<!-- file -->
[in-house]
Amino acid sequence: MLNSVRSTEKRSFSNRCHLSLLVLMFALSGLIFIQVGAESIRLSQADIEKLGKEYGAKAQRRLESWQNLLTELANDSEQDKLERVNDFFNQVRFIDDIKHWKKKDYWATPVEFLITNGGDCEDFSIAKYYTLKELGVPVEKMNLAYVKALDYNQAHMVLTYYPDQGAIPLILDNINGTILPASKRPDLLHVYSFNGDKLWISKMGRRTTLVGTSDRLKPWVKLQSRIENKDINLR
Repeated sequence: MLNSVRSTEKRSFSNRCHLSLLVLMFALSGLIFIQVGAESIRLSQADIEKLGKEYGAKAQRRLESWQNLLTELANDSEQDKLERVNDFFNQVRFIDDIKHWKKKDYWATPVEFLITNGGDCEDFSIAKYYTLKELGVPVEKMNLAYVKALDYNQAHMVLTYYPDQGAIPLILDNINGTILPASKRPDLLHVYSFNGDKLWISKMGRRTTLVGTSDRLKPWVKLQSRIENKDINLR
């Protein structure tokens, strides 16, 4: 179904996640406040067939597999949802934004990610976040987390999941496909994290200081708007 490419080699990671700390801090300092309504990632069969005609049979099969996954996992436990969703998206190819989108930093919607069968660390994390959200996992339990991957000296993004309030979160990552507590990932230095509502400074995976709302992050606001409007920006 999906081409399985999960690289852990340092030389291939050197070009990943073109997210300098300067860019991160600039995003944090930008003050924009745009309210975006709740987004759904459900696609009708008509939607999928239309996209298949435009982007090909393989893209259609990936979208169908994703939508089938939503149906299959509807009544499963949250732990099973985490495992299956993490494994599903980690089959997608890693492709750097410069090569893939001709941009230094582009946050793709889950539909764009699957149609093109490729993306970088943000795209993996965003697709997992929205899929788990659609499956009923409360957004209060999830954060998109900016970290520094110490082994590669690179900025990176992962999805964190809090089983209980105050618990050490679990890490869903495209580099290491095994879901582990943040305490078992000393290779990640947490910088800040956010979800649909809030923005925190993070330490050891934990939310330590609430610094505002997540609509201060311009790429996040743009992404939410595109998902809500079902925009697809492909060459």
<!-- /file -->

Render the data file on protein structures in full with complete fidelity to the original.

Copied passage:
[in-house]
Amino acid sequence: MLNSVRSTEKRSFSNRCHLSLLVLMFALSGLIFIQVGAESIRLSQADIEKLGKEYGAKAQRRLESWQNLLTELANDSEQDKLERVNDFFNQVRFIDDIKHWKKKDYWATPVEFLITNGGDCEDFSIAKYYTLKELGVPVEKMNLAYVKALDYNQAHMVLTYYPDQGAIPLILDNINGTILPASKRPDLLHVYSFNGDKLWISKMGRRTTLVGTSDRLKPWVKLQSRIENKDINLR
Repeated sequence: MLNSVRSTEKRSFSNRCHLSLLVLMFALSGLIFIQVGAESIRLSQADIEKLGKEYGAKAQRRLESWQNLLTELANDSEQDKLERVNDFFNQVRFIDDIKHWKKKDYWATPVEFLITNGGDCEDFSIAKYYTLKELGVPVEKMNLAYVKALDYNQAHMVLTYYPDQGAIPLILDNINGTILPASKRPDLLHVYSFNGDKLWISKMGRRTTLVGTSDRLKPWVKLQSRIENKDINLR
């Protein structure tokens, strides 16, 4: 179904996640406040067939597999949802934004990610976040987390999941496909994290200081708007 490419080699990671700390801090300092309504990632069969005609049979099969996954996992436990969703998206190819989108930093919607069968660390994390959200996992339990991957000296993004309030979160990552507590990932230095509502400074995976709302992050606001409007920006 999906081409399985999960690289852990340092030389291939050197070009990943073109997210300098300067860019991160600039995003944090930008003050924009745009309210975006709740987004759904459900696609009708008509939607999928239309996209298949435009982007090909393989893209259609990936979208169908994703939508089938939503149906299959509807009544499963949250732990099973985490495992299956993490494994599903980690089959997608890693492709750097410069090569893939001709941009230094582009946050793709889950539909764009699957149609093109490729993306970088943000795209993996965003697709997992929205899929788990659609499956009923409360957004209060999830954060998109900016970290520094110490082994590669690179900025990176992962999805964190809090089983209980105050618990050490679990890490869903495209580099290491095994879901582990943040305490078992000393290779990640947490910088800040956010979800649909809030923005925190993070330490050891934990939310330590609430610094505002997540609509201060311009790429996040743009992404939410595109998902809500079902925009697809492909060459």